Many people have asked us how we are able to maintain a lifestyle of continuous travels around the world. How is it possible? How do we do it? Do we have rich parents supporting us? Did we inherit a lot of money? Have we created an amazing app, sold it and became millionaires? The answer is NO. We’ve always WORKED along the way.
I started my travels in 2011, Niko hit the road in 2007, way before ‘Digital Nomad’ was even an official word. It’s only since last year that we discovered a way to earn and save money by teaching English online. Before that, we’ve always searched for work in the countries we visited. Sometimes the jobs almost literally fell into our laps, other times we had to roll up our sleeves and get out there to find a job. Trust me, when the need for money is high and the number on your bank account is equally low – especially when you’re living on your last few dollars – you’ll find a way to get a job!
HOW DO WE EARN MONEY ON THE ROAD?
Let’s give you a little overview of our travel resume.
I started my travels in 2011 in Australia. I had a working-holiday visa and did many jobs there, especially hospitality work. I worked in multiple restaurants and cafes as a waitress and barista. I also worked in a couple of hostels, a bakery (without having baking skills!!), as a gardener and a life model for artists. I also applied for a working-holiday visa in New Zealand where I worked on a sheep farm during lambing season (it’s quite something to be a midwife for sheep!) and as a special needs teacher in a little village school. When I returned to Europe in 2013, I found work as an all-rounder in a hotel in the French Alps, worked again on a sheep farm in England, picked grapes in France, cut bog myrtles in the Irish swamps and waited tables in a stunning hotel in Ireland. Whenever I had the opportunity, I gave private language classes and did occasionally a few cash-in-hand jobs as a painter, landscaper or cleaning lady. I often combined this work with free accommodation and volunteering work so I could save most of the money I earned to spend it on the next travels.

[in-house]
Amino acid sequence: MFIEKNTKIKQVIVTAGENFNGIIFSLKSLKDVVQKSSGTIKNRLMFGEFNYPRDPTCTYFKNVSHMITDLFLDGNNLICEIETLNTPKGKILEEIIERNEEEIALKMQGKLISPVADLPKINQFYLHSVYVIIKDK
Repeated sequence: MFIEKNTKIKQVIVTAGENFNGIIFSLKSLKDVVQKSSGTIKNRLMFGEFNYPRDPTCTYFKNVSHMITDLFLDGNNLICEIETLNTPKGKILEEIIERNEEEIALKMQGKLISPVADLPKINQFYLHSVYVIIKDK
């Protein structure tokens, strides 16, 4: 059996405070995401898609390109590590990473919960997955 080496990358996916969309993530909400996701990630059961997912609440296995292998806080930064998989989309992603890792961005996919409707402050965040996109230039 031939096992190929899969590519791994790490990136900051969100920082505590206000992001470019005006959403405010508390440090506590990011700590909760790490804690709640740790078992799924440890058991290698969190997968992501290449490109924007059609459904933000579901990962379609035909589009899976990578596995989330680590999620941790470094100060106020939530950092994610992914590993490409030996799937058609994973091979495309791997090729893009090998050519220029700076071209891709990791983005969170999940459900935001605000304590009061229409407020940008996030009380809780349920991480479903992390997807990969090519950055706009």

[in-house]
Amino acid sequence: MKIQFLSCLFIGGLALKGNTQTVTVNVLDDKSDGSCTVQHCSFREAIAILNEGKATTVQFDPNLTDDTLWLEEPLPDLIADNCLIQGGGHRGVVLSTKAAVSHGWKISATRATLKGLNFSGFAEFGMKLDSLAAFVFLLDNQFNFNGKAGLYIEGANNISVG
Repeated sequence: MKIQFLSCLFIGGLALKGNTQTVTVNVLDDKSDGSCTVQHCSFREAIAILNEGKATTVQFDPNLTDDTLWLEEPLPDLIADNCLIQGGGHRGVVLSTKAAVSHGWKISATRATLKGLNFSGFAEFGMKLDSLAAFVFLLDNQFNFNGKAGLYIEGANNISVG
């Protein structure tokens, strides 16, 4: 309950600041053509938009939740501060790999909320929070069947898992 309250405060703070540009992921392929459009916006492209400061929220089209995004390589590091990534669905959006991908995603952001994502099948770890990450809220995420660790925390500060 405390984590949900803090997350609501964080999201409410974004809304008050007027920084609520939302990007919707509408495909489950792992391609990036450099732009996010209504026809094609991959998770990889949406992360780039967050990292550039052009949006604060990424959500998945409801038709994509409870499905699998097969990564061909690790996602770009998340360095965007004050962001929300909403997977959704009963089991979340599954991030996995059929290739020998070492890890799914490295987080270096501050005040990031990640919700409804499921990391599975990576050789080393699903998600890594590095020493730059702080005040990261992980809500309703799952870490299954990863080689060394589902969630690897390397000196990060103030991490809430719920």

Niko’s first job away from home (in 2007) was cherry-picking on the west coast of Canada. Then he volunteered in an orphanage in Guatemala and worked for years as a language teacher in four different schools and busked as a street performer in Mexico. A few years later he went to France where he picked grapes and when he traveled to Morocco, he got offered a job as a restaurant manager in one of the top restaurants of Tangier. He picked grapes for the second time in France – that’s where we met. We later moved together to Ireland where Niko combined a few jobs such as landscaping, construction work and gardening.
After reading what we’ve done, you probably noticed that we often stayed for months (or even a year) in one place to work. It’s not only necessary to have a break of constantly roaming around but it’s also very interesting to stay in one place for a while and learn more about the daily life in a country. We often combined our work with free accommodation so we would save even more money! Earning money while traveling + free accommodation = happy piggy bank!
After this ‘little’ introduction, here’s the part that you’re probably most interested in: How did we find all these jobs?
HOW TO FIND WORK WHILE TRAVELING?
If you want to be location independent, you’re probably interested in working online. So far, I did a few writing jobs but our main source of income now is teaching English online. For more information, check out our Ultimate Guide to Online Teaching.
There are many jobs you can do online such as freelance writing, becoming a virtual assistant, a website developer, graphic designer, SEO specialist, translator, … Here’s a list of 15 websites that might help you with finding online work:
- Upwork: for freelancers in web and software development, IT, writing, translating, design, finance, engineering,…
- Fiverr: for freelancers in graphics & design, digital marketing, writing, translating, video & animation, music,…
- Guru: for freelancers in web & software development, IT, design, art, multimedia, writing, translation, engineering,…
- Freelancermap.com: IT jobs & projects for freelancers, contractors and independent consultants
- Freelancer: for freelancers with skills in website, logo and graphic design, photoshop, copywriting, wordpress, SEO, …
- PeoplePerHour: freelance jobs in web, logo and graphic design, website development, copywriting, multimedia,…
- Freelance Writing Gigs: writing jobs, blogging jobs, online content jobs
- Freelance Writing: journalism, content, copywriting and blogging gigs
- iFreelance: jobs in consulting, finance, administration, education, photography, videography, writing, programming,…